The popular Kia Sportage crossover stands out for its swoopy lines and its excellent warranty. Unchanged for 2019, it comes as standard front-wheel drive with available all-wheel drive, and with a standard 4-cylinder engine making 181 horsepower or available turbo-4 making 240 hp.
There’s also an SX with sharper handling and the turbocharged engine that changes the character of the crossover. Every Sportage uses a 6-speed automatic transmission, which might not get the fuel mileage of a CVT, but it’s worth it not to have that big rubber-band slinging the car along.
Active safety equipment such as automatic emergency braking is optional on all but the SX, where it’s standard. All models but the base LX get Kia’s useful Uvo infotainment system, Apple CarPlay and Android Auto, and a big, high-resolution touchscreen.
The front-wheel-drive LX is EPA-rated at 23 mpg city, 30 highway, and 25 combined. All-wheel-drive LXs check in at 21/25/22 mpg.
The EX model, with a bit more equipment, is rated at 22/29/25 mpg with front-wheel drive, or 21/26/23 mpg with all-wheel drive.
The SX pays for its horsepower, with front-drive models at 21/26/23 mpg, and all-wheel drive at 20/23/21 mpg.
The NHTSA gives the Sportage five stars overall, with four stars for front-impact and rollover prevention.
The 2019 Kia Sportage LX comes with power features, air conditioning, cruise control, 17-inch wheels, and a 5.0-inch touchscreen. Notable is the sterling Kia warranty: a 5-year, 60,000-mile bumper-to-bumper promise with 10-year, 100,000-mile powertrain coverage.
An optional package upgrades the infotainment to a 7.0-inch screen with Apple CarPlay and Android Auto compatibility, and adds heated front seats, a power driver seat, and automatic climate control. Another package includes automatic emergency braking.
For $30,000, the EX adds that infotainment system, as well as blind-spot monitors, 18-inch wheels, and an extra USB port. Options include cooled front seats, a power tailgate, Harman Kardon audio, an 8.0-inch infotainment system and automatic emergency braking.
The $35,000 SX Turbo adds the turbocharged engine, automatic emergency braking, and sharper handling from revised dampers, firmer springs, and slightly modified steering settings.
Leather, a sunroof, and a premium sound system are available.
The Sportage’s styling is bold and uncluttered. The stance is plucky and planted. The grille is pronounced and the pillars are swept back. The design works because it’s simple, unlike rivals that try too hard to be edgy. Its clarity is refreshing.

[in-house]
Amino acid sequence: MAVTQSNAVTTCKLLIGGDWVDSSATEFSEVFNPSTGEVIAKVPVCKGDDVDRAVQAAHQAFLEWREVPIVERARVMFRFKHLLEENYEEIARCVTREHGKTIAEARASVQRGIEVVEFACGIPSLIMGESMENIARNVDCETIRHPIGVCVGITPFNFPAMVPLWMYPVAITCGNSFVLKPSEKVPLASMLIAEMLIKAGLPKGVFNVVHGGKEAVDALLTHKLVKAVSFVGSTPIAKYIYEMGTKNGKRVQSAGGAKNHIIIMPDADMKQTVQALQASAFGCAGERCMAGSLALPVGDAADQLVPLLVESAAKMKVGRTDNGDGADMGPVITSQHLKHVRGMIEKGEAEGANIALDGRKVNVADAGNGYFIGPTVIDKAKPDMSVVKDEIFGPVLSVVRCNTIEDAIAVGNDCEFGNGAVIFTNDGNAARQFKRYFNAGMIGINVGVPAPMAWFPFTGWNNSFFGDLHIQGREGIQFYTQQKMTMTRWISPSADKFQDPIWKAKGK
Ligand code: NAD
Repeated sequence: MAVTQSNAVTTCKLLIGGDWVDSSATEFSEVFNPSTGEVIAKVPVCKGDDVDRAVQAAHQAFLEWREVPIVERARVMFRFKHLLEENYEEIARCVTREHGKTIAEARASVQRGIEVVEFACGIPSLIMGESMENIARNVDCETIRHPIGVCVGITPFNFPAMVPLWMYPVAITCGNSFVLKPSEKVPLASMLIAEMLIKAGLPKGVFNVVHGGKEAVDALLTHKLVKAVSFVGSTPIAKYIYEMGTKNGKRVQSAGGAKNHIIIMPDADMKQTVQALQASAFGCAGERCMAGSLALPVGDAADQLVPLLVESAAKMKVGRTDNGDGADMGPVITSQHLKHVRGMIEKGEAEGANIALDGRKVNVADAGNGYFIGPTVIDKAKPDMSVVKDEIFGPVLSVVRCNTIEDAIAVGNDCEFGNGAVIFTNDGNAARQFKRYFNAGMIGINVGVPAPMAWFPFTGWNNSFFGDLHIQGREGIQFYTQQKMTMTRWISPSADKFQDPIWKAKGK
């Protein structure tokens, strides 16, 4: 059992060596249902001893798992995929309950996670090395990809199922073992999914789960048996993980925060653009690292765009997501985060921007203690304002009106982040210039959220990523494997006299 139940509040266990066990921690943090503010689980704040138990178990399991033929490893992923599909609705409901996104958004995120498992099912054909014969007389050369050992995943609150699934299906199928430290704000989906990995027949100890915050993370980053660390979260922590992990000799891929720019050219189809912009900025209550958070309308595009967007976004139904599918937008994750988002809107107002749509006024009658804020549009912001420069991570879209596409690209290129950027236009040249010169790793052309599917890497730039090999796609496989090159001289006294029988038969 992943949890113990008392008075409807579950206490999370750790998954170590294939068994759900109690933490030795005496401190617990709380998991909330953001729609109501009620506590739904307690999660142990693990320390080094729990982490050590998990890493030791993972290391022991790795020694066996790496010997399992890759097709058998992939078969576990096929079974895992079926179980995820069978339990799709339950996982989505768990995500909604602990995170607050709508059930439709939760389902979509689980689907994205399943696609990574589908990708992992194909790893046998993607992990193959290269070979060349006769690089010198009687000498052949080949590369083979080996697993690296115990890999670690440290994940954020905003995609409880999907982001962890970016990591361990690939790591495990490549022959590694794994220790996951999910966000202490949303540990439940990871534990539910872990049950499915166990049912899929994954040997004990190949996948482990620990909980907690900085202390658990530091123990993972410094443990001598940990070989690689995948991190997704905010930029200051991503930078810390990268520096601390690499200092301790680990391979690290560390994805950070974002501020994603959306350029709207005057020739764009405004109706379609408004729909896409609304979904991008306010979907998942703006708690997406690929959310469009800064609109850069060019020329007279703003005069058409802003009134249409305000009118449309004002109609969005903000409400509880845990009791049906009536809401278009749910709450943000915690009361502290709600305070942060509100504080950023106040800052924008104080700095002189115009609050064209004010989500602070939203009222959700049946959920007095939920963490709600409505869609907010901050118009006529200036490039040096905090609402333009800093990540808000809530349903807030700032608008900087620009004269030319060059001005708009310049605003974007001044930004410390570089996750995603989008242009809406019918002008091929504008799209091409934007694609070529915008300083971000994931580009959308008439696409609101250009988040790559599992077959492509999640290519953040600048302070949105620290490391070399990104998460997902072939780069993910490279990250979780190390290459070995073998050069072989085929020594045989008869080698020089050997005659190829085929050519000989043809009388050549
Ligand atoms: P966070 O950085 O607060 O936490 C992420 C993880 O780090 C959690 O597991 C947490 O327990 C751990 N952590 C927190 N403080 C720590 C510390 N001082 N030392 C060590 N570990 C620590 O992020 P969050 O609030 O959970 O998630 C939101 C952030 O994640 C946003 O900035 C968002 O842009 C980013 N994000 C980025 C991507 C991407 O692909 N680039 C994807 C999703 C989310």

With a short wheelbase of 105.1 inches and overall length of 176.4 inches with short overhangs, it somehow looks longer than rivals, even with a high belt line and thick roof pillars.
The LX wheels are 17 inches, EX wheels are not too shabby at 18 inches, and SX Turbo wheels are dressy at 19.
The instrument panel is also uncluttered, dominated on the EX and SX by a big, bright touchscreen and swaths of glossy black plastic. It’s canted toward the driver and laid out well. The dash is divided horizontally, with the top half for the gauges and infotainment, the bottom half for the rest.
Although it’s an expensive option on the LX, the Uvo infotainment system has a simple interface, and the bigger touchscreen has high resolution.
The front its seats have nice contours and are comfortable for long distances. The cloth on the LX looks durable. The driver’s seat is adjustable six ways, with 10-way adjustment optional on the LX and standard on the EX and SX, which also have available leather.
The rear seat is just a bench that technically seats three, but comfortably only two. The Sportage offers 30.7 cubic feet of cargo space behind the rear seat, and 60.1 cubic feet when it’s folded. The cargo floor is low, and a power tailgate opens high, making things easy and flexible.
Extensive sound deadening and acoustic glass make the cabin remarkably quiet for a crossover.
The 2.4-liter engine in the LX and EX delivers ordinary acceleration, with its 181 horsepower and 175 pound-feet of torque. It’s adequate but also quiet, with a mere soft growl entering the cabin.
Most of our seat time was in the SX Turbo, whose 2.0-liter turbo-4 delivers 240 horsepower and an awesome 260 pound-feet of torque.
Although the handling can’t be called sporty, by crossover standards the Sportage likes a curvy road. It rides well, without much harshness, especially the LX with its softer-sidewall tires on 17-inch wheels.
The SX Turbo has a different cornering character–confident and predictable, precise and sure-footed–with its revised dampers, firmer springs, and slightly modified steering settings.
The available all-wheel-drive system is a simple one that shifts power rearward when the front wheels slip.
The 2019 Kia Sportage fares best in its middle trim levels and above. The LX and EX have adequate power, but the spirited SX Turbo is the one we’d choose.